The strongest proponent of a more dynamic approach to wildlife conservation in the 1920s was Aldo Leopold, the nation's first professor of wildlife management at the University of Wisconsin and the author of the seminal monograph on the subject, (1933). Leopold, whose (1949) joined the works of Thoreau and Muir as the founding texts of the environmental movement of the 1960s, believed that all species, including exist in a symbiotic interdependence. His theories prefigured the modern science of ecology, defined as "the study of the interrelationships of organisms to one another and to the environment," and his words were echoed later by proponents of the "Gaia hypothesis." Leopold preached the need for humans to appreciate "the indivisibility of the earth—its soil, mountains, rivers, forests, climate, plants and animals—and respect it collectively" (Chase, p. 45). He understood that a region's flora and fauna subsist in an intricate web of interdependencies and that to single out one species, such as the Kaibab deer, for protection at the expense of others is to disrupt a natural equilibrium that had been eons in the making. In a development emblematic of the evolution of conservationism from a movement staffed by upper-class amateurs to one composed of middle-class professionals, Leopold called for a new generation of scientifically trained experts conversant in population dynamics and the operation of food chains to become involved in game management. He taught that wildlife officials could institute a number of practices to maintain the balance of what became known as the "ecosystem," such as practicing selective castration, conducting breeding programs, and allowing predators and even licensed hunters to cull dangerously expanding populations.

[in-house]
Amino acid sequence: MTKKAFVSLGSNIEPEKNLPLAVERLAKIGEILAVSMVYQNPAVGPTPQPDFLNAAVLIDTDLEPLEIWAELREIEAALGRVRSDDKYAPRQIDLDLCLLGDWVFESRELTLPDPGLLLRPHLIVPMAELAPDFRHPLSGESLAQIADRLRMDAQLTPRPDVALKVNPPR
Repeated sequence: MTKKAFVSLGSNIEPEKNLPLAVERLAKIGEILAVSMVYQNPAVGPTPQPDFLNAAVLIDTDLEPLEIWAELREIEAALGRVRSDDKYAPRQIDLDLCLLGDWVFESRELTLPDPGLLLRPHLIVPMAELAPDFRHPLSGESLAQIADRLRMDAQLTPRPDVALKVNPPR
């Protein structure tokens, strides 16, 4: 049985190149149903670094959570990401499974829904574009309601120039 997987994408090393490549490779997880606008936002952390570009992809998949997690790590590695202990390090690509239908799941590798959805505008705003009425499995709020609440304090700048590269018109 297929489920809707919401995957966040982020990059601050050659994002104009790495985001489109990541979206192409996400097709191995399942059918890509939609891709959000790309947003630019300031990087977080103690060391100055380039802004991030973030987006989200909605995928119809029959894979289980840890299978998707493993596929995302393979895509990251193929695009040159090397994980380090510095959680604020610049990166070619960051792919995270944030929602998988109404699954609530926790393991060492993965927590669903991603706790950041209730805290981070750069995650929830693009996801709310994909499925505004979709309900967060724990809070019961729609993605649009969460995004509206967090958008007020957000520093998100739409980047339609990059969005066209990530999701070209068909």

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The federal government also took a number of steps to deal with the dust bowl, which ravaged western farmlands in the early 1930s thanks to poor agricultural practices, disastrous overgrazing, and a series of dry years. The Soil Erosion Service, established in 1933, and then the Soil Conservation Service, established in 1935 under Hugh Hammond Bennett, aided landowners in soil and water conservation. The Taylor Grazing Act of 1934 halted overgrazing on public lands, the Bankhead-Jones Farm Tenancy Act of 1937 provided for reforestation of abandoned or submarginal farmland, and the Shelterbelt Program planted more than 18,000 miles of tree belts on the Plains to break up the wind, to provide shade for livestock, and to retain moisture in the soil.